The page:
Supasundae takes dramatic Punchestown Champion Hurdle
Samcro and Melon both fall at the same fence as Jessica Harrington’s horse triumphs
Supasundae ridden by Robbie Power clears the last on their way to winning the Punchestown Champion Hurdle. Photograph: Brian Lawless/PA Wire
Supasundae claimed a dramatic victory after both Samcro and Melon came to grief in the Punchestown Champion Hurdle.
The previously unbeaten Samcro was the 5-6 favourite for Gordon Elliott, stepping out of novice company the first time, with the Willie Mullins-trained Melon widely regarded as his biggest threat after pushing Buveur D’Air all the way in the Champion Hurdle at Cheltenham.
Last year’s winner Wicklow Brave, also trained by Mullins, cut out much of the running under the trainer’s son, Patrick, and remained in front approaching the third flight from home.
From that point Robbie Power took dead aim at Wicklow Brave aboard Jessica Harrington’s Irish Champion Hurdle winner Supasundae and the 7-1 shot powered clear for a decisive three-and-a-quarter-length success.
Wicklow Brave was a clear second ahead of another Mullins inmate Bleu Berry in third.
Power said: “I saw Samcro fall, I didn’t know Melon had fallen, but if you don’t buy a ticket, you don’t win.”
Harrington said: “Maybe we got lucky there, but he was going very well when the other two fell, and as soon as he got to the front, he started to pull himself up.
“He’s had an unbelievable season, when you think of what he’s done. He’s a horse that went to Cheltenham, Aintree and finished second in both those places, and then on to win here. He has put in some great performances, he’s a great horse.”
Kemboy provided Mullins with yet another winner following a comprehensive victory in the EMS Copiers Novice Handicap Chase.
Fourth in the JLT Novices’ Chase at the Cheltenham Festival, the six-year-old only made it as far as the first fence in the Irish Grand National but bounced back to win a Grade Three at Limerick just a fortnight ago.
Despite the burden of joint top-weight, Townend’s mount was a heavily-backed 11-4 favourite for this €100,000 handicap and travelled powerfully on the heels of the leaders for much of the two-mile-five-furlong journey.
A Rated gave the market leader a lead into the home straight, but Kemboy soon took his measure and powered clear for a five-length success.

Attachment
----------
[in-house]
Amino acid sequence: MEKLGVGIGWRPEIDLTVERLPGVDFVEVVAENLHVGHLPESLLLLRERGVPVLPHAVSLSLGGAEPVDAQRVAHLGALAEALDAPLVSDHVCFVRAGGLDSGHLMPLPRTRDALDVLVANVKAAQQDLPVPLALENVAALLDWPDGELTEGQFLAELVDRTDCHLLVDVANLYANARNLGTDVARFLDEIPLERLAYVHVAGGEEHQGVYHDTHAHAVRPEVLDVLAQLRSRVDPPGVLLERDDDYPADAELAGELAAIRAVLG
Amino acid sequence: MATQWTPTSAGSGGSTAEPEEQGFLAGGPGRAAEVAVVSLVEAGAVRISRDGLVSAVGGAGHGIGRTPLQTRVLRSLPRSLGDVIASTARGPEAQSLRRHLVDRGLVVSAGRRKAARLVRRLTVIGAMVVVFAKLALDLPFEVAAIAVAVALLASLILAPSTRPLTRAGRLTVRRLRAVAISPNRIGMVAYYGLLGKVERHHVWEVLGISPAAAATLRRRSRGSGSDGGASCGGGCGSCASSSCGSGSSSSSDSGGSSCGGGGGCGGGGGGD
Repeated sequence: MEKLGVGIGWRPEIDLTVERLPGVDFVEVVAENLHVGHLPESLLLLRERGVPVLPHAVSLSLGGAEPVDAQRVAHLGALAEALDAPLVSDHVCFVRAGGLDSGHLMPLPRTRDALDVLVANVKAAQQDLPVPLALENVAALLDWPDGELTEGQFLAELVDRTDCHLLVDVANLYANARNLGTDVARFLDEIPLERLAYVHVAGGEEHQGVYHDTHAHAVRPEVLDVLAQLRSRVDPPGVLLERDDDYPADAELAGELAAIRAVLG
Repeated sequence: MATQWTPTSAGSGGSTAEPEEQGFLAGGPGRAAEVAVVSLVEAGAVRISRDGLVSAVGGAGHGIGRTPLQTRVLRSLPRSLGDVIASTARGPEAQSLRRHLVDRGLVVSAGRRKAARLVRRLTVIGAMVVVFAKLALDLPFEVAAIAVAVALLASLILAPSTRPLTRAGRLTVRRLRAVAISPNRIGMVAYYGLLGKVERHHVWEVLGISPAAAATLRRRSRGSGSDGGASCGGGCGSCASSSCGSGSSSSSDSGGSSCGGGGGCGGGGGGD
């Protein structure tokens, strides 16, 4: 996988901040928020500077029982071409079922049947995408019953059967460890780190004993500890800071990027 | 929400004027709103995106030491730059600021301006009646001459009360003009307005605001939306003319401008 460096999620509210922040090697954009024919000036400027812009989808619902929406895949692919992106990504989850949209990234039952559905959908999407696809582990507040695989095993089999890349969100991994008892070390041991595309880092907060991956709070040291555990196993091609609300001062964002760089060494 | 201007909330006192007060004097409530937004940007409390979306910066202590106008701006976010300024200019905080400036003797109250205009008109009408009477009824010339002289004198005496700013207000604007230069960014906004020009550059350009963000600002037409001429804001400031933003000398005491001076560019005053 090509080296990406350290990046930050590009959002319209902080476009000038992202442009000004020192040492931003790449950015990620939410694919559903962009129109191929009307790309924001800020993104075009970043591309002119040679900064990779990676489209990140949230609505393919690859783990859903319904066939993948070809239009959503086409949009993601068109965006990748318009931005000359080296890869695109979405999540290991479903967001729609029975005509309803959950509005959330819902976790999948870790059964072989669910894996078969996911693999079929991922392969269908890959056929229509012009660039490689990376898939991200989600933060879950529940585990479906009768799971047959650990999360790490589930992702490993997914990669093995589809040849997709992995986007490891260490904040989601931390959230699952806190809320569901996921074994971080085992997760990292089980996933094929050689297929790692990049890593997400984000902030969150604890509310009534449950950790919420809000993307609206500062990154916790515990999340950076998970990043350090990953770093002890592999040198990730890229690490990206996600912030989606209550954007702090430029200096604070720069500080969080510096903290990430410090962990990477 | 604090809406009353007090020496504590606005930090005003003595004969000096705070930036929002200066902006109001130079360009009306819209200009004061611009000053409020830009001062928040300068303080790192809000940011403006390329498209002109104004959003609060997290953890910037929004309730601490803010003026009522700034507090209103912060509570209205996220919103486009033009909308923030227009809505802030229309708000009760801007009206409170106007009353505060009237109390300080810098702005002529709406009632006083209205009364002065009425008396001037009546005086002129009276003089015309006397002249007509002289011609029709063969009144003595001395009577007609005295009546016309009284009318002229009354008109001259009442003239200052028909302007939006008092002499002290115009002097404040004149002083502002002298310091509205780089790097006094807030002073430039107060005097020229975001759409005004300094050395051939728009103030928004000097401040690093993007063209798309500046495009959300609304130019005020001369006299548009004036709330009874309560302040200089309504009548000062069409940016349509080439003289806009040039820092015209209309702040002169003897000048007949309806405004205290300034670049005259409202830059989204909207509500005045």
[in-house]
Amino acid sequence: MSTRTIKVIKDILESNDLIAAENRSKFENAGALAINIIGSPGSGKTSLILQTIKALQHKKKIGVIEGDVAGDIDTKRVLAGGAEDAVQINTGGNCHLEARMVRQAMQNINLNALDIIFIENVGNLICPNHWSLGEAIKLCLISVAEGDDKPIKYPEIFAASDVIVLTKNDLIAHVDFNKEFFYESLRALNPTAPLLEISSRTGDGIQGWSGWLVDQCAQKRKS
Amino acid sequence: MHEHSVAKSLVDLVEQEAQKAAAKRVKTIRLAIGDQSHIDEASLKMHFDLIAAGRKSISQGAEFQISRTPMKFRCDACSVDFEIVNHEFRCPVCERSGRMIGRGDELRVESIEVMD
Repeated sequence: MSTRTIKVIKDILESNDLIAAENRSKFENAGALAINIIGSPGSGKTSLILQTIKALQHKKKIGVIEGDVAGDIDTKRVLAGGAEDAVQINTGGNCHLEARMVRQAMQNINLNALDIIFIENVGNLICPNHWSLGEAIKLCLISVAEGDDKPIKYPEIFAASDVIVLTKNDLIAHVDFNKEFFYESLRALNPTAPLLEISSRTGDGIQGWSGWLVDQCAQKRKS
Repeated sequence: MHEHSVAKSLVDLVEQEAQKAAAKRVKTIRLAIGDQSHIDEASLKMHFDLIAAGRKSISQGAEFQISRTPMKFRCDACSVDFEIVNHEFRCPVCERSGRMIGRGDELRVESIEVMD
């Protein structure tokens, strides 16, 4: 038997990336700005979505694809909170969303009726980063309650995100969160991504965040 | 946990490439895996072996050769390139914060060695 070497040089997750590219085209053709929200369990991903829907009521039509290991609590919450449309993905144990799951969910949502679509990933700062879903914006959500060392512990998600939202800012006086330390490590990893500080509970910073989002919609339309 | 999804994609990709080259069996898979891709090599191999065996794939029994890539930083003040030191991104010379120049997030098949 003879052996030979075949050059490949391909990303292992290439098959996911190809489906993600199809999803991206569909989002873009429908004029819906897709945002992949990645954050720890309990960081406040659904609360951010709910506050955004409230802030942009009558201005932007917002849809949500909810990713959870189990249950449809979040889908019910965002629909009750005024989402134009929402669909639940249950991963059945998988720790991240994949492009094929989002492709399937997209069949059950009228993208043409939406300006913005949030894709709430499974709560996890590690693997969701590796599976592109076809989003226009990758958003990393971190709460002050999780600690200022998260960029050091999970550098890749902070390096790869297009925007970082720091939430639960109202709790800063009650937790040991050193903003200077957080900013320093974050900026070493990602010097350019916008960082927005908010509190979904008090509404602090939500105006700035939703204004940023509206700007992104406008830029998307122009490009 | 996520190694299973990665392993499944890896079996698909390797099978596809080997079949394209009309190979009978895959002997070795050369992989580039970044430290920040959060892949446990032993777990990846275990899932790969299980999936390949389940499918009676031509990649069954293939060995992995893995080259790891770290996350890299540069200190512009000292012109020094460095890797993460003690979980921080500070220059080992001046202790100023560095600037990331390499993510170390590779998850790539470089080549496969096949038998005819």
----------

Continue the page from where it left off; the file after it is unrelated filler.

Townend said: “He had a lot of weight, but I thought he was open to some improvement and had a good run at Cheltenham. He travelled through the race brilliantly.
“He has his own way of jumping and has figured it out this far, so we’ll leave him at it.
“You’d imagine he could step back into graded company again now.”
Alpha Male was a dominant winner of the opening KFM Hunters Chase for the Bishopscourt Cup.
Last year’s winner and 7-4 favourite Das Mooser set out to make all the running, but was no match for Alpha Male from the home turn, with Peter Maher’s 2-1 shot ultimately passing the post 30 lengths clear under Barry O’Neill.
Magic Of Light displayed tremendous courage to battle back and claim top honours in the Hanlon Concrete Irish EBF Glencarraig Lady Francis Flood Mares Handicap Chase.
The seven-year-old was a 6-1 chance to provide Harrington and Power with their first winner of the Festival, but she looked set for minor honours when Elliott’s Goodthynemilan swept by after jumping the second fence from the finish.
However, Goodthynemilan’s petrol tank emptied quickly and Magic Of Light showed a willing attitude to get back up and score by a length and a half.
Elliott also saddled the third home Synopsis, who was sent off the 4-1 favourite.
Harrington said: “Going to the last I thought ‘oh no, we’re going to be second again’. They have been running brilliantly all week but the ground has just been a bit soft for all of them and I thought it was a bit soft for her, but she did it for me.”
Reflecting on the week as a whole, the trainer added: “What Willie has done has been absolutely fantastic – to have all those horses in such good form. It makes me want to try harder.”